• To support development, coordination and implementation of multi-stakeholder anti-poaching activities including patrolling and data collection in the mangroves of Koh Kong.
  • To produce biodiversity reports, conduct local consultations and strengthen local conservation activities, in order to process a proposal to obtain legal protection of the Prey Nup mangroves.

Field Partner

Fishing Cat Ecological Enterprisea Cambodia-based ecological enterprise that collaborates with foundations, governments, development agencies, non-profits, as well as private sector and individuals to support the harmonious co-existence of nature and people.


The FCEE story starts in 2015 with the first ever photo of the threatened Fishing Cat in coastal Cambodia, spurring our work to protect the species. Today, our goal is to protect and restore habitats that fishing cats call home. We’re protecting and reviving Cambodia’s mangroves for communities, biodiversity and climate adaptation. – Vanessa Herranz Muñoz of FCEE

Protection of the Prey Nup mangrove forest

The Prey Nup mangrove forest is situated in Tuol Totueng commune, Prey Nup district, Sihanoukville province, along the delta of Preaek Kampong Smach river, within the Stung Kampong Smach Key Biodiversity Area (KBA), which covers 10,508 ha of both mangroves and rice fields. Mangrove forest area along the coast covers 3,288 ha on both sides of the bay, and patches of mangrove fringe the river for approximately 19 km inland, covering another 2,000 ha.

Map: Prey Nup mangroves

Project Activities

1. Conducting systematic biodiversity surveys and establishing wildlife and mangrove forest monitoring systems.

2. Engaging local stakeholders during meetings and workshops to discuss the proposal and obtain local approval for the establishment of the area as Ramsar Site.

3. Contributing to local management plans and implementation of conservation activities including patrolling, law enforcement, and taking steps toward establishment of a carbon credit initiative.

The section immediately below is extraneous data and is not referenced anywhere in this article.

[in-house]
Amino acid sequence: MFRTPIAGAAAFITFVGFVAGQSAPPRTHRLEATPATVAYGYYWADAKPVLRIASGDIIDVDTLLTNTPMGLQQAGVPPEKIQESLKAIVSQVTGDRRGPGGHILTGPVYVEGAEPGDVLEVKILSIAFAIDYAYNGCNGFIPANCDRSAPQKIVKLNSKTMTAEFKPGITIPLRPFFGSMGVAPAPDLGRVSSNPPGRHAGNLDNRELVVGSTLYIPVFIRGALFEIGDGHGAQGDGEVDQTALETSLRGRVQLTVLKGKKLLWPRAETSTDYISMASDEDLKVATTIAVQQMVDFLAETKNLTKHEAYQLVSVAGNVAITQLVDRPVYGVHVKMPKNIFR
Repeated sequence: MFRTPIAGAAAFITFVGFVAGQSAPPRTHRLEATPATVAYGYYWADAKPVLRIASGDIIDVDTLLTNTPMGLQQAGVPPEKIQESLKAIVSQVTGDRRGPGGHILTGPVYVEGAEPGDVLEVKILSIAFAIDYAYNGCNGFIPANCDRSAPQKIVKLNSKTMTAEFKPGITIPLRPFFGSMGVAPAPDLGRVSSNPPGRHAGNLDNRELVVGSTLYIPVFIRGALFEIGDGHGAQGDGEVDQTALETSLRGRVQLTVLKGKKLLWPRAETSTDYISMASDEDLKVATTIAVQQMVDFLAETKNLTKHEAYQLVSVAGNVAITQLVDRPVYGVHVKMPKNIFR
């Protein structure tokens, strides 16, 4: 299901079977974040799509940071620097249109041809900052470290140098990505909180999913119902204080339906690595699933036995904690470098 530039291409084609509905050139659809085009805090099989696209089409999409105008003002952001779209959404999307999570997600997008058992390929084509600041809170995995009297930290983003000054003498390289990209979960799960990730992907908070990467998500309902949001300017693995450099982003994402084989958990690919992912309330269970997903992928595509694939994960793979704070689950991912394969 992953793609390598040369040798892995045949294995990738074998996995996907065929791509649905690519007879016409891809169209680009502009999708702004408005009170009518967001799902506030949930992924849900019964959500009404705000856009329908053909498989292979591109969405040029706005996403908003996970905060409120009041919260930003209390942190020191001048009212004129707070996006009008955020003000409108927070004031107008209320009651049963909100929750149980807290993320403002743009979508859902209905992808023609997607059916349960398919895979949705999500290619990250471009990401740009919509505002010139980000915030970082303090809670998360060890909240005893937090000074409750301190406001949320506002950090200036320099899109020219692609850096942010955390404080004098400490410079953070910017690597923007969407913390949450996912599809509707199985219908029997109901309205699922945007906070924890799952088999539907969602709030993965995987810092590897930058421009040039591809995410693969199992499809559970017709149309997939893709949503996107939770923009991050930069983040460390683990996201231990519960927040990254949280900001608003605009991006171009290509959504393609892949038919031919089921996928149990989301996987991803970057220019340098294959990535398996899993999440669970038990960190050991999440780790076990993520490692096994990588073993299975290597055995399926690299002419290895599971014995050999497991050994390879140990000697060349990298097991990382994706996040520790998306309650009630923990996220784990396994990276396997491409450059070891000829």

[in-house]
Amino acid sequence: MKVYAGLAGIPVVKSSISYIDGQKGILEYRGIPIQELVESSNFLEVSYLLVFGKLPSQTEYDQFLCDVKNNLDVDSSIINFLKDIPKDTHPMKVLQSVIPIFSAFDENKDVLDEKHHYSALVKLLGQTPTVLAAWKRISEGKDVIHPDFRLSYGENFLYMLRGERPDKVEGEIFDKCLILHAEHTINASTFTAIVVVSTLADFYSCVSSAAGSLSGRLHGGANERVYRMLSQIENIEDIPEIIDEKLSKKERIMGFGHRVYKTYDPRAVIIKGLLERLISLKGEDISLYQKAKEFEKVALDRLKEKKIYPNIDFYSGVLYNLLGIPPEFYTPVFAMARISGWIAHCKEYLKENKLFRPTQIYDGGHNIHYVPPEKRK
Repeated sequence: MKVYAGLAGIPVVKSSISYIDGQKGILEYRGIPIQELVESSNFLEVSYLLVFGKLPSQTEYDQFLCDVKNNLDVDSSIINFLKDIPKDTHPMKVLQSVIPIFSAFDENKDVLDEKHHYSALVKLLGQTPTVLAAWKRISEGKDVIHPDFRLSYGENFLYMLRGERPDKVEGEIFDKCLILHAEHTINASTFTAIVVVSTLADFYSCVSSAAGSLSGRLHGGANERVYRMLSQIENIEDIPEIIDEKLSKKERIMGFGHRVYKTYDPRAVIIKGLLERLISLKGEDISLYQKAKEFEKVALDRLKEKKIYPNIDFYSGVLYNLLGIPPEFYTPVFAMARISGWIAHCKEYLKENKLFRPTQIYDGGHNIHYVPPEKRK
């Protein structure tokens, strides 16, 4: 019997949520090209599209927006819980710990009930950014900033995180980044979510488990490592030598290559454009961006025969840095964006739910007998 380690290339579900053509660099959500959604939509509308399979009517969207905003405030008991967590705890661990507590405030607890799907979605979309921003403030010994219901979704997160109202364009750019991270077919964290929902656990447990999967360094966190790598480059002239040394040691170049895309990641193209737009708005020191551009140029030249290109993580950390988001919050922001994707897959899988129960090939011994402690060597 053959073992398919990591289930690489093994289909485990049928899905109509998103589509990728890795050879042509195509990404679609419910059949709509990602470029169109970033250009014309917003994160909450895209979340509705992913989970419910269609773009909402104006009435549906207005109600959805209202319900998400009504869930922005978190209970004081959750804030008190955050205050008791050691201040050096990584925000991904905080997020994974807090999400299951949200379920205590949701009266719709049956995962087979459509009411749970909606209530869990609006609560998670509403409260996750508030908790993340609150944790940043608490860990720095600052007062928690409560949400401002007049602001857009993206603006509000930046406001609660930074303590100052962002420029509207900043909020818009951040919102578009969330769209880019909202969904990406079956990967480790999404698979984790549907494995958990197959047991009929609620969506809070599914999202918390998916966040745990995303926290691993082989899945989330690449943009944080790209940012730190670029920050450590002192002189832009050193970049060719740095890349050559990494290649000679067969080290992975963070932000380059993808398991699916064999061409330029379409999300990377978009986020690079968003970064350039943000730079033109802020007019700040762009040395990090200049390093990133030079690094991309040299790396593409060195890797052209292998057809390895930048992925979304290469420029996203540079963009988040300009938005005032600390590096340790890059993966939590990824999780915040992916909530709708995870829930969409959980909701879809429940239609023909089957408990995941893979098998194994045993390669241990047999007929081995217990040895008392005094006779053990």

4. Processing a proposal with the Ministry of Environment for the designation as Ramsar Site.

Anti-poaching support in the mangroves of Koh Kong

Peam Krasop Wildlife Sanctuary and Koh Kapik Ramsar Site, Cambodia hold one of the largest and densest mangrove forests remaining in Southeast Asia.

Overexploitation of wildlife and non-timber forest products (NTFPs), land clearance for agriculture, land grabbing, illegal hunting and fishing are major threats to this ecosystem.

Map: Peam Krasop Wildlife Sanctuary and Koh Kapik Ramsar Site

Project Activities

1. Enhance Ranger Capacity and Coordination:

Provide comprehensive training for rangers on wildlife identification, emergency response, GPS navigation, report writing, and data management.
Conduct SMART training if feasible, in collaboration with relevant authorities. Train rangers on law enforcement, evidence collection, and community engagement. Facilitate regular coordination meetings and joint patrols between rangers, local police, and conservation authorities. Ensure rangers have necessary field equipment for effective patrols.

2. Strengthen Patrol Planning and Implementation:

Develop detailed patrol plans identifying high-risk areas, routes, and frequency. Assist in developing SOPs for patrolling, incident response, and data collection, especially related to anti-poaching efforts. Establish a centralized monitoring and reporting system (SMART) for tracking patrol activities and outcomes. Promote the use of innovative technologies like camera traps, drones, and mobile apps for efficient patrols. Build capacity among local law enforcement for effective investigation and prosecution.

3. Strengthen Community Engagement and Participation:

Collaborate with community protected area committees to address local concerns. Engage with local communities to build trust and encourage participation in conservation efforts. Establish community-based monitoring systems for reporting suspicious activities. Offer incentives and alternative livelihoods to reduce reliance on unsustainable practices.

4. Enhance Coordination and Information-Sharing:

Facilitate regular meetings and information exchange among government agencies involved in biodiversity protection. Establish a rapid response mechanism for addressing illegal activities swiftly.

5. Monitoring, Evaluation, and Adaptive Management:

Develop a monitoring and evaluation framework to assess the effectiveness of patrolling efforts, focusing on indicators like poaching reduction.
Analyze patrol data regularly to identify trends, hotspots, and emerging threats. Conduct periodic evaluations to adjust the action plan based on findings.

Fishing Cat Ecological Enterprise

About FCEE

The Foundation for Cambodian Ecological Enterprises (FCEE) is a Cambodia-based ecological enterprise that collaborates with foundations, governments, development agencies, non-profits, the private sector, and individuals to support the harmonious co-existence of nature and people. FCEE envisions Cambodian wetland ecosystems that are biodiversity-rich, healthy, and resilient to climate change.